Should we highlight spans in diagnostics?


#1

In PR #45776 I added support to highlight the code that corresponds to the underline span for any given diagnostic in order to side step issue #42112.

I would like to receive as much feedback as possible on wether we should move forward with merging this change or not. Please feel free to go to the PR and leave a +1 or -1 reaction to it in order to gauge the mood of the community, as well as leaving comments both here, the internals thread and in the PR.


#2

Could you get us a before/after picture? You linke the “after” in the PR, but a direct comparison would certainly help to be sure.


#3

Here they are (updated the PR too):

vs


#4

The new version looks good but kind of redundant. Do we really need to both highlight and underline the text?

I personally find all this ASCII-graphics formatting too noisy and hard to understand at first glance. This representation really feels like it doesn’t belong to a terminal but should be displayed over the code in an IDE. Is rustc able to output errors in a fully parsable form (e.g. JSON)? If so, an IDE or another tool can reformat it how the user likes, and the default formatting doesn’t matter too much.


#5

The use of bold definitely makes it easier to locate the source of the error. However, as @Riateche rightfully points out, it feels somewhat redundant and heavy-handed. Another thing which I would point out, looking at @colin_kiegel’s recent poll on the new format of pretty_assertions, is that you’ll definitely want to test this on a terminal with a bright background color, because bold text tends to stand out less on these.

I think the reason why bold feels like an improvement is likely that neither of the existing highlighting methods, colors and underlines, is very effective at putting the focus on the relevant span of text. That’s because they are visually “too far away” from the text. It gets especially bad in the “functions generic over types must be mangled” warning, where the blue highlight is equally close to the top text and the bottom text, although after looking for a while, one will figure out which is which from context since rustc only uses underlines.

So instead of adding a third highlighting method, perhaps one of the existing two methods should be brought closer to the text that it is highlighting. With this in mind, I like your suggestion in the Github issue to propagate the color of the underline to the highlighted text:


#6

I actually agree with this. Here’s an anecdotal example of why: I once saw an error similar to this:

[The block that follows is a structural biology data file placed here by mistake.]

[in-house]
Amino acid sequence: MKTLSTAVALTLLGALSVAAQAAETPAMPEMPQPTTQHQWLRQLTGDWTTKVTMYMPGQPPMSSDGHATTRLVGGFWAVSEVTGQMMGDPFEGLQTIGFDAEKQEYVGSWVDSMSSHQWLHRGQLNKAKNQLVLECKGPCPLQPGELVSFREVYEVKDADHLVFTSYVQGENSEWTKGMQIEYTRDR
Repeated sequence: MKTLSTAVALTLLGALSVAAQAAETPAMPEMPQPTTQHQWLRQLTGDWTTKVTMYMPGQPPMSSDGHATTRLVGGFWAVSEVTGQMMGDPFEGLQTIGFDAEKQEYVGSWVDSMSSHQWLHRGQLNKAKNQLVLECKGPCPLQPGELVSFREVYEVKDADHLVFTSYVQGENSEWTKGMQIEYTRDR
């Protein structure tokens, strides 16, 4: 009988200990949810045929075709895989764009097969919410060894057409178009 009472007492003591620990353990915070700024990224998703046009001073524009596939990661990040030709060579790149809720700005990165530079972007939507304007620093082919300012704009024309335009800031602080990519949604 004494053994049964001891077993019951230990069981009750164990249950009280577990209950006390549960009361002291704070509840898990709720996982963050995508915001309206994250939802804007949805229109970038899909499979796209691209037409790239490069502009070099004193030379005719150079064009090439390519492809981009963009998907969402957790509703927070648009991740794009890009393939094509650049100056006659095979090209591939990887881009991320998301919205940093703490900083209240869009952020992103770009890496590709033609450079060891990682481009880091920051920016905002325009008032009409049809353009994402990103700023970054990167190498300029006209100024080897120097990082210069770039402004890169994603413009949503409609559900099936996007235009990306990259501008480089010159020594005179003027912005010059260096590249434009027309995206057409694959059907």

&Foo(blah) => {
     ---------
       help: try using &Foo(blah) here

It was quite easy to miss the fact that the & is not highlighted because of how far the underline was from the code. I think using color (not just bold) would make this a lot more obvious.


#7

I’d say it’s an improvement, but I’d prefer the version @HadrienG linked.

I also realized I need to check my terminal colors :smiley:


#8

I have seen a lot of new (and not-so-new) Rust programmers fail to notice the underlines, and thus misinterpret an error message as referring to a completely different part of the line. I think highlighting will be a significant help here.


#9

Also another thing I just realized – if the lines get wrapped by narrow terminal windows, then the underline gets desync’ed from the code, so having some extra formatting is useful as a fallback.


#10

This was part of the original motivation for this proposal :slight_smile:


#11

I’m intrigued to see that the weight of this thread, at least, seems to be in favor of using more colors. In the past, people have complained about the :christmas_tree: effect of too many colors, but I’m not hearing that on this thread at least.


#12

Speaking personally, I pretty much agree with @ekuber’s statement on the PR. Color is more correct from the point of view of ergonomics and graphic design (as it unambiguously links the highlighted text to the associated underline without introducing a third text highlighting method), while bold looks better.

My view is that aesthetics is something that people ultimately adjust to given enough time, whereas usability is a more fundamental concern, which is why I think colored text is the best long-term option.